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Jazz Guitar Lessons • Jazz Chord Substitution Part One • Stormy Monday Variations • Chords, Charts, Theory, Videos

Updated on May 25, 2016
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Starts at the beginning and breaks the blues down in a well articulated way. It exponentially grows from there. Doesn't keep it safe but goes for that blues-jazzy feel throughout. Not your average blues book!
Starts at the beginning and breaks the blues down in a well articulated way. It exponentially grows from there. Doesn't keep it safe but goes for that blues-jazzy feel throughout. Not your average blues book! | Source

Learning Blues Guitar

I have been teaching guitar professionally since 1992, when Don’t Fret Guitar Instruction was established. Over the years, I have taught countless students (beginners to advanced) how to play or improve their chops. Past students include four members of PROTEST THE HERO.

With this book, my goal is to relate the scales with chords and rhythms as opposed to just learning solos or licks and having no idea how to apply them. Good rhythm playing and knowledge is crucial to good soloing and vice versa. This comes through understanding the relationship between chords and scales. This book provides that important foundation.

The book is unique in the fact that each chapter is based around a different key signature and an open (contains unfretted notes), pattern of the pentatonic scale. There are five chapters covering the key signatures of E, A, D, G and C, and the five open ‘box patterns’ (scale patterns) of the pentatonic scale. Eventually all the box patterns are covered, from the open strings to the fifteenth fret.

There is no endless scale practice or useless licks to learn. Instead, each chapter begins with a chord progression, moves into various rhythm patterns derived from the chord progression, and then culminates with solos based on the scale and key covered. These solos tie in with the chord progression and rhythm patterns to form a complete lesson for each chapter.

The book is progressive. Upon completion, the student will have a solid foundation in blues guitar, and will understand the rhythm, lead connection.

The book is best studied from beginning to end, without slighting any material. All theory is explained in the simplest terms. There are fretboard diagrams for the scales, chord grids, and photos of hand positions as well as videos posted on YouTube to aid in the learning process.

It is best, but not necessary, to have a knowledge of barre and open chord shapes before beginning this course. All the chords have fretboard grids associated with them.

Good luck and have fun. Music is a celebration. Enjoy!

Lorne K. Hemmerling

Progression One

Below is a standard 12 bar, 3 chord blues progression in G. The simplest form of this is: the I (one) chord for 4 bars the IV (four) chord for 2, back to the I for 2 bars, the V (five) chord for 1, the IV chord for one, then the turnaround (the last 2 bars of the progression). This progression contains 'the quick change', that is, the chords move from the I shape to the IV shape in the second bar. The turnaround is simply the I chord to the V chord. The movement is always to the V chord, if you are 'turning around' and going back to the start. If you are at the end, the turnaround returns to the I chord. Normally, as in this example, the chords are all 7ths. Use Gm Pentatonic to improvise over this.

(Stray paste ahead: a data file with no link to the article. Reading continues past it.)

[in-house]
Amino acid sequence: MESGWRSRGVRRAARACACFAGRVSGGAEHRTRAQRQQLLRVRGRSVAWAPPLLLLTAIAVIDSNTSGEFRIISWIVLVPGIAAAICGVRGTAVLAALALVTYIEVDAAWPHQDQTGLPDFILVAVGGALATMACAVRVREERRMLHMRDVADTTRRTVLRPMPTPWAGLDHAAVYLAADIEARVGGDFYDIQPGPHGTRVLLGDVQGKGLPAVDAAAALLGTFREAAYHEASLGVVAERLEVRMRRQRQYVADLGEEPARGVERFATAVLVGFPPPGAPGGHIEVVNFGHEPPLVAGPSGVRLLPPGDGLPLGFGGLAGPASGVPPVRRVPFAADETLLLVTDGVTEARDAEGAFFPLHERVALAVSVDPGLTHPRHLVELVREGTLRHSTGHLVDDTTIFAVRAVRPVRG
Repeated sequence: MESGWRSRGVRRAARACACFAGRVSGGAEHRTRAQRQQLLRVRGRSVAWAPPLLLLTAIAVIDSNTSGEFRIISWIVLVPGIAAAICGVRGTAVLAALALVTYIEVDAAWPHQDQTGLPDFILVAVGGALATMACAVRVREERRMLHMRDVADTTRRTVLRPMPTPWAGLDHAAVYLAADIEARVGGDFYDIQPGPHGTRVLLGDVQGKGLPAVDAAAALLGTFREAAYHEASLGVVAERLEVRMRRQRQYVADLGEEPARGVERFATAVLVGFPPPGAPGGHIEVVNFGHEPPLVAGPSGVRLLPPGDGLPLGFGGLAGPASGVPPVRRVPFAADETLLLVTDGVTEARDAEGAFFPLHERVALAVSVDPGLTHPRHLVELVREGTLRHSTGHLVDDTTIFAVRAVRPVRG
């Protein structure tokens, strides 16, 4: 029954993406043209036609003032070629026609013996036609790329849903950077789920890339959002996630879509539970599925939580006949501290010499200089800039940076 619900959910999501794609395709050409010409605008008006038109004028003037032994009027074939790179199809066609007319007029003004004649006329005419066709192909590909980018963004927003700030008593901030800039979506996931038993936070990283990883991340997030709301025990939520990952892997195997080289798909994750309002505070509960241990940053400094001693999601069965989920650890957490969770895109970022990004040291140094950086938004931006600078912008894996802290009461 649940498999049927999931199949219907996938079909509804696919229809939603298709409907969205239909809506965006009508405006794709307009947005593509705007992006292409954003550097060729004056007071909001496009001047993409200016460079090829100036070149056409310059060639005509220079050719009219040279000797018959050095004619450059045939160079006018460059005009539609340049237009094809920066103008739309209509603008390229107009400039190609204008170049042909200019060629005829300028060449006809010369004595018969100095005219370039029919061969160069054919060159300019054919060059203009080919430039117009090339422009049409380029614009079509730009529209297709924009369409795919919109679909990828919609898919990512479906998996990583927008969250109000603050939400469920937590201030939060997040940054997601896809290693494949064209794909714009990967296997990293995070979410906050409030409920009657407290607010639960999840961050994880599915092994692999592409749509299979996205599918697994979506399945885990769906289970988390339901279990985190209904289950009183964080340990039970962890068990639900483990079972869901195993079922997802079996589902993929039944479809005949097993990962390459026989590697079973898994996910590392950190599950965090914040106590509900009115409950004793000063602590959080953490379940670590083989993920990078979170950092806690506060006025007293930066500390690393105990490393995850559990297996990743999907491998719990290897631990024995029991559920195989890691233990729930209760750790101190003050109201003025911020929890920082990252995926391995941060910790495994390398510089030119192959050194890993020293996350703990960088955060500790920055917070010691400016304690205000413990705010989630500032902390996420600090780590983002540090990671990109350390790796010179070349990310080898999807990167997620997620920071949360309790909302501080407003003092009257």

Jazz Chord Substitution Part One • Stormy Monday Chord Substitutions.
Jazz Chord Substitution Part One • Stormy Monday Chord Substitutions.

Progression Two

With embellishment, we can give the progression more of an 'uptown sound'. The 7ths have been replaced by 9ths and 13ths. The 'quick change' is still in place and the turnaround has been elaborated to I to IV, back to I then to V. As long as there is no altered chords,( that is, the chords contain no sharps or flats), this progression can be played over top of the above progression and the same scale (Gm Pentatonic) can be used for the entire piece.

Jazz Chord Substitution Part One • Stormy Monday Chord Substitutions.
Jazz Chord Substitution Part One • Stormy Monday Chord Substitutions.

Progression Three

Finally, this is a complete overhaul of the standard chords. I have substituted Gm7 and Gm6 for the original C7, and Am7 and Am6 for the D7. This is a standard jazz substitution for the IV and V chord and sounds great! The G7 in bars 7 and 8 have been replaced by another standard jazz progression found in many songs: GMaj7, Am7, Bm7, Bbm7. For these chords switch to the G major scale (or more precisely, G Ionian), but be careful with the Bbm7 if the tempo is slow. I usually move into an arpeggio at this point. Try Gm Pentatonic over the first 6 bars, move into G Ionian or G Major Pentatonic for the next 3 then back to Gm or G Dorian for the next bar. For the turnaround, return to G Ionian or G Major Pentatonic. Or better yet, arpeggiate the chords.

Jazz Chord Substitution Part One • Stormy Monday Chord Substitutions.
Jazz Chord Substitution Part One • Stormy Monday Chord Substitutions.

Jazz Turnarounds In G Major

Here is eight common turnarounds in the key of G Major. Each one has it's own unique sound and can be plugged into the last two measures of progression number three. Learn each one (watch the video for the correct fingering and voicings), and then insert them into the progression. Play the entire pattern with each new turnaround. Also, try transposing them to different keys (flat keys are great, since many jazz tunes are written in these keys to accommodate the horns). Eg: play the entire progression with each new turnaround one fret higher, and you are in the key of A flat Major. Also, I am playing these on the video with the 'grab' technique (with my fingers), also try strumming them. Mute out the unwanted strings with your fret hand. This all takes quite a bit of practice!

Common Jazz Chord Voicings

Jazz Chord Substitution Part One • Stormy Monday Chord Substitutions.
Jazz Chord Substitution Part One • Stormy Monday Chord Substitutions.
Jazz Chord Substitution Part One • Stormy Monday Chord Substitutions.
Jazz Chord Substitution Part One • Stormy Monday Chord Substitutions. | Source